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Many eyebrows raised late in 1979, when the then unknown

HIV virus raised its ugly head. The first two cases of the rare cancer, Karposis Sarcoma was diagnosed in two homosexual men in N>Y>C. About the same time in Los Angeles, several cases of the rare infection, Pneumocytis cariini pneumonia were being treated. Incidences of these strange diseases and infections were sky-rocketting around the country. The disease was effecting mostly young gay men in their 30's. There was no official name for the syndrome, but it was referred to by various names, GRID (gay related inmmune disease), Gay Cancer, and, "Community Acquired Syndrome". In 1982 public health officials began to use the term, Acquired Immunodeficiency Disease (AIDS) to describe the incidences of oppotunistic infections that caused AIDS. Scientists discovered the virus that caused AIDS in 1983 (HorowitzXV). According to Brennnan Durack, this was the dawning of AIDS epidemic, or the beginnning of the public's awareness of AIDS (Durack 385-386).

After becomin g infected with the HiV virus either by sexual activity, blood and blood products, needle sharing, mother to fetus, stage one begins. For the 4 to 8 weeks after being infected, the person may experience general flu-like symptoms. At this time blood levels of the virus are high in the blood and low in the lymph nodes. then the virus llies dormant. Stage two begins when the infected Helper T cell icalled on for an immune response, at this time the virus begins to replicate destroying the Helper T cells. B cells and T celss attempt to destroy the virus, but are unable to without the help of the Helper T cell, the very cell that is needed to help kill the virus. Stage three begins when the person begins to experience opportunistic infections, and THCD4 levels fall below 500 cells mm3. Full blown AIDS begins when the levels fall below 200 cells mm3, and patient has one or more opportunistic infections (Lintown Maebus 549).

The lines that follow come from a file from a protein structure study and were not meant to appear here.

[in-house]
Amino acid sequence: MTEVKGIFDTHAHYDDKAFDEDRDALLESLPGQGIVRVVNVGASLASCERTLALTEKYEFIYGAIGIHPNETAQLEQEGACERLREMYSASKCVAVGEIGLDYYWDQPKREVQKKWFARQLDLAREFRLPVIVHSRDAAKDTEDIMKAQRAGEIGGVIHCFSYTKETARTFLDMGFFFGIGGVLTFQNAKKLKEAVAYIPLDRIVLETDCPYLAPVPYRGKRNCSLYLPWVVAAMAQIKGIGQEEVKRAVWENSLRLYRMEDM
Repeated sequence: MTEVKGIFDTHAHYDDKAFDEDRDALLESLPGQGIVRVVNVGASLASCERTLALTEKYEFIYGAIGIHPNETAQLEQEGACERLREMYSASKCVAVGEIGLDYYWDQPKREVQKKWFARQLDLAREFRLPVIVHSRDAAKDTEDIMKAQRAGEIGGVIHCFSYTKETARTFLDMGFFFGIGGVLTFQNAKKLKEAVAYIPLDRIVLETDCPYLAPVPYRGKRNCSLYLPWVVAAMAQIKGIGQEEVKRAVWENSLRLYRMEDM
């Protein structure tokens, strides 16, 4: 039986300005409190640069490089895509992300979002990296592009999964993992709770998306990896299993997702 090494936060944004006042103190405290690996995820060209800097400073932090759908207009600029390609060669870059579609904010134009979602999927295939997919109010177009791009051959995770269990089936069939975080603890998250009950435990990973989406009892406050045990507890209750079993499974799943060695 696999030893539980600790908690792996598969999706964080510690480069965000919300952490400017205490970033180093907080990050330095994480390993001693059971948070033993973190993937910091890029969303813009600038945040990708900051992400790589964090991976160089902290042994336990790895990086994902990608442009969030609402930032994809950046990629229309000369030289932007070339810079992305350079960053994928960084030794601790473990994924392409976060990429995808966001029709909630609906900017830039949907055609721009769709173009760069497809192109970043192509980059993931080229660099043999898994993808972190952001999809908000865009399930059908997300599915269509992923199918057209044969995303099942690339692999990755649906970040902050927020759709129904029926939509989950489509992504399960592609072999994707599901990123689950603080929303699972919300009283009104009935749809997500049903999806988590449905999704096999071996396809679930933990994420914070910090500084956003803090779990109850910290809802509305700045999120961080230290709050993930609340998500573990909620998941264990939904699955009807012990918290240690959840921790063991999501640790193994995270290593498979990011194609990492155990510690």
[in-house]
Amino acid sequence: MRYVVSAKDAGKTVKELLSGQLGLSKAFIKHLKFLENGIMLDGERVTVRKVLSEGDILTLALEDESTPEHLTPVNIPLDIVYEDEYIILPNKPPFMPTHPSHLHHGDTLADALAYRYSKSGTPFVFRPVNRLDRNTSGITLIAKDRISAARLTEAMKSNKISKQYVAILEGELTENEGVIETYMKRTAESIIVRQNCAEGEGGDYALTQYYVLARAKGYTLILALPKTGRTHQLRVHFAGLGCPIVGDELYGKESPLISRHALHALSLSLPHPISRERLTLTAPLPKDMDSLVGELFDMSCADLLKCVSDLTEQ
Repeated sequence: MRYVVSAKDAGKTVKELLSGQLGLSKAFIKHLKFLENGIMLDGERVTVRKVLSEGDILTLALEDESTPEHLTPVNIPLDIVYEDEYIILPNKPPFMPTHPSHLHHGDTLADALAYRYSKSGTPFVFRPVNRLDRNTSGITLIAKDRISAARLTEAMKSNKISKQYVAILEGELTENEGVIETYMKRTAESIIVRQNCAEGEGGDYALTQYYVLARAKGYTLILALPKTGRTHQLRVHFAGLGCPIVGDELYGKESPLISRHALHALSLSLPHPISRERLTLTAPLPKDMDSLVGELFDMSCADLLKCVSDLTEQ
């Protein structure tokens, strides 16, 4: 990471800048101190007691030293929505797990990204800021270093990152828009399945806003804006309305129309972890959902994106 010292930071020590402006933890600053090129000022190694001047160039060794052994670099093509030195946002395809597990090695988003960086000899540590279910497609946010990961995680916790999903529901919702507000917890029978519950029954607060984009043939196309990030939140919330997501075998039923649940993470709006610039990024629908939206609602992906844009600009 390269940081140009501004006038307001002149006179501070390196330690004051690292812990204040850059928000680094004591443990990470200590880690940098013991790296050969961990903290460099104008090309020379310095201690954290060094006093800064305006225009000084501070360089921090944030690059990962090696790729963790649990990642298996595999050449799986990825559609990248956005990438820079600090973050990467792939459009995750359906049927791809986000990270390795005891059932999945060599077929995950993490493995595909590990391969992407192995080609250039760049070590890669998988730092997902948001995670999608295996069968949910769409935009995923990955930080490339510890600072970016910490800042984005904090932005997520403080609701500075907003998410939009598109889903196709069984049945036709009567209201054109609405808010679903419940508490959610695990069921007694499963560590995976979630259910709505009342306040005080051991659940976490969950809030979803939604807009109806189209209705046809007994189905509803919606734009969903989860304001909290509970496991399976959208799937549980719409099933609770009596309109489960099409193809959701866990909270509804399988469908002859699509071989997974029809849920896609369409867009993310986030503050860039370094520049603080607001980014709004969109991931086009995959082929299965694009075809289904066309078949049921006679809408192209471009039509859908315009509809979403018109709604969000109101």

HIV antibodies can be detected by a simple blood test, knowns Elisa (Enzyme Linked immunosorbent assay); they are considered to be 99% accurate, although some false positives do occus. Therefore, a second test, the Western Blot test is done to confirm the diagnosis of HIV The only infected patients who are not confirmed are those who are tested within the first few weeks of infection (Mirken 45).

Pneumocytis carinii pneumonia was the first opportunistic infection that Nancy, the character in It Happened to Nancy experienced (Sparks107), Normally, this disease infection is rare, but is quite common in the AIDS patient. Nancy also developed Cytomegalovirus retinitis, a devastating disease that if left untreated will result in certain blindness (Sparks 124). Takin the antiretroviral drug AZt, a drug that prolongs life together with foscarnet or ganciclovir causes anemia. Nancy had to choose between foscarnet or ganciclovir; she decided on ganciclovir throught the intravitreal route aboiding a systemic effect. The drugs mentioned above are antivirals or antiretrovirals, the difference between the two are simply, the point at which the drug interferes with viral replication. In our drug book there are several different generic drugs listed un the class of antivirals and antivirals, each of them are made by different drug companies. Nancy also experienced several kidney infections that causes urinary incontinence (Sparks 142), rectal ulcers, Oral Hairy Leukopenia, Nancy describes "the yck on my forehead like Mount Vesuvius (Sparks 139), and "the black things starting on my face and neck". Signs and symptoms of Karposis Sarcoma are, "lesions that appear on the body that enlarge to form large plaques that may drain" (Linton Maebus 1039). Karposis Sarcoma is the diseas



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